Unmaking

100_2205Arguing with my husband is so exhausting. You’d think I’d build up some stamina, considering, like most married couples, we fight about the same things over and over again. But, no. The man whose kiss can still make me feel like the first time can also inspire the same righteous anger no matter how many times we’ve disagreed.

Prior to our squabble, I’d spent an inordinate amount of time trying to come up with something to write. I laughed out loud when I caught myself thinking, “I wonder if I could make something of our argument?” That’s taking my life’s theme just a little too far. (Or is it?)

I’m not saying that arguing was more fun when we were younger, but it was definitely more productive. When we were first married and needed space after a fight, my husband would mow the yard or go for a drive and end up cleaning the inside of the car. I’d go for a long walk or clean out the junk drawer, while doing 47 loads of laundry. But these days arguing just leaves us tired. I’ve decided that’s because arguing is un-making. While making things feeds us, un-making depletes us. It’s the nail in our tire; the thread we pull and end up unraveling half of our sweater. It’s our kryptonite.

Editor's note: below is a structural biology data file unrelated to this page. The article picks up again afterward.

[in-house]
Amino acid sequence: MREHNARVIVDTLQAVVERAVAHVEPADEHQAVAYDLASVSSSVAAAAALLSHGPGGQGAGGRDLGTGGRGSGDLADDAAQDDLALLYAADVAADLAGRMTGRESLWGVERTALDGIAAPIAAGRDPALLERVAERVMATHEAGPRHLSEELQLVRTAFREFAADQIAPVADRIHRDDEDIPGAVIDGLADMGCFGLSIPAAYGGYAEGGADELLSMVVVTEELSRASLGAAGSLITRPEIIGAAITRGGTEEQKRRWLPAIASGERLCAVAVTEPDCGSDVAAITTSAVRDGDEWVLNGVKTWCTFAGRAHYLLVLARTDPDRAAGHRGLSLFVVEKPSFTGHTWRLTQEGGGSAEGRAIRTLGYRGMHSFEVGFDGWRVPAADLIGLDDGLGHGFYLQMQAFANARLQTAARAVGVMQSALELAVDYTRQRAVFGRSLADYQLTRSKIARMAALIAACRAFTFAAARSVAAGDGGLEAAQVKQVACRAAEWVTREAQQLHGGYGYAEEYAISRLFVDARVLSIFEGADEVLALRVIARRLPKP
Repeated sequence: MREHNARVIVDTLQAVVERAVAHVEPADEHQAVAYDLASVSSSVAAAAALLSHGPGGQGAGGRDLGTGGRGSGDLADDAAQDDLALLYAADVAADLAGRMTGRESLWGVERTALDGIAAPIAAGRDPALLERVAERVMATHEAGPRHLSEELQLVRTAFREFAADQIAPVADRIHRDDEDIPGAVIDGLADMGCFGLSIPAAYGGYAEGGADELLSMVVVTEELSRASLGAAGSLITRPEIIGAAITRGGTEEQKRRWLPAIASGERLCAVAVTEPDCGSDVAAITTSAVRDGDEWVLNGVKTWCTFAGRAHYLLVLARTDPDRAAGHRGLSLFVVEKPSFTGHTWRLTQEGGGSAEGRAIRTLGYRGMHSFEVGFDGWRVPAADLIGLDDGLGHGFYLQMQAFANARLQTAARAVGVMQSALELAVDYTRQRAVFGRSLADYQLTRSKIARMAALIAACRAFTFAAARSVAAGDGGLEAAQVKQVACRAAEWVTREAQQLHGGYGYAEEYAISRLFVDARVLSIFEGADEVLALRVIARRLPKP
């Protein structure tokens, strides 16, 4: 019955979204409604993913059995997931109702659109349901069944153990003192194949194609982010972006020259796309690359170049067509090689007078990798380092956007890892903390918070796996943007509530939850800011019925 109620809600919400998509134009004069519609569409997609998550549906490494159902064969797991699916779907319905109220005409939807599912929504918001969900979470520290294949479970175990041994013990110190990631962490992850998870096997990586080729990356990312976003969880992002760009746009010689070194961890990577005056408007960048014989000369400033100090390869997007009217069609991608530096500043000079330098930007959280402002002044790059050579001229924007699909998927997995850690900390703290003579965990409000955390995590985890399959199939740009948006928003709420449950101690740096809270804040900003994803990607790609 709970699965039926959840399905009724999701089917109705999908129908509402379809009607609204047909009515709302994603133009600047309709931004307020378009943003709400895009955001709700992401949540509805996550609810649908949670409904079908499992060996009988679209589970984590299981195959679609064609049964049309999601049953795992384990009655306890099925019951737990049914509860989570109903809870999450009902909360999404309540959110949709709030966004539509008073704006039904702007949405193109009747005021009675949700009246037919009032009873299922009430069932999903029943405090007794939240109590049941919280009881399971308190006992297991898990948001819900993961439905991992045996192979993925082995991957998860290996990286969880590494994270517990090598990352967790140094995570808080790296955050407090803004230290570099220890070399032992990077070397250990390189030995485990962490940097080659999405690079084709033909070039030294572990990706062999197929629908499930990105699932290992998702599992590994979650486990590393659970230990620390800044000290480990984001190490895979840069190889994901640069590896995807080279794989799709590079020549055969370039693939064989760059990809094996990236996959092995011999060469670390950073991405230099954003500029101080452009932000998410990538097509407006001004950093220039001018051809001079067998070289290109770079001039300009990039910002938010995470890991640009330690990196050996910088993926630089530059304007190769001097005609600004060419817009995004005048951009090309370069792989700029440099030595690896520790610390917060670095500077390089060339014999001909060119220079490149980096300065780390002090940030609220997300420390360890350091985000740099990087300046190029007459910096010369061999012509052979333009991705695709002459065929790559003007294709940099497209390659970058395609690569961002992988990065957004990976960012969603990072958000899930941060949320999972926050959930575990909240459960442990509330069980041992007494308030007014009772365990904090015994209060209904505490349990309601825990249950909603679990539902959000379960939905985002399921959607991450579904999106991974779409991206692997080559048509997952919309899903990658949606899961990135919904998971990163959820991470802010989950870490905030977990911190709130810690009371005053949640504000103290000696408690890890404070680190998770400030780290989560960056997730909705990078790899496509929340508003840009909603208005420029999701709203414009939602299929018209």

You know how I abhor being idle, so when my hands are able, but my heart is spent, I am beside myself. For the briefest of moments, I was envious of artists who do their best work when they are low. That thought left as quickly as it came, because that kind of inspiration is tragic and leads to a whole other level of unmaking, not to mention that our arguments aren’t nearly dramatic enough to inspire much more than a line drawing. (Hell, they were barely enough to inspire this post.)

But they do inspire much self-reflection (quite apropos during Lent) which paves the way for a more productive conversation, leading to a renegotiation of our relationship, which is one of the best things we’ll ever make.

(And there it is. I did make something out of this!)

 

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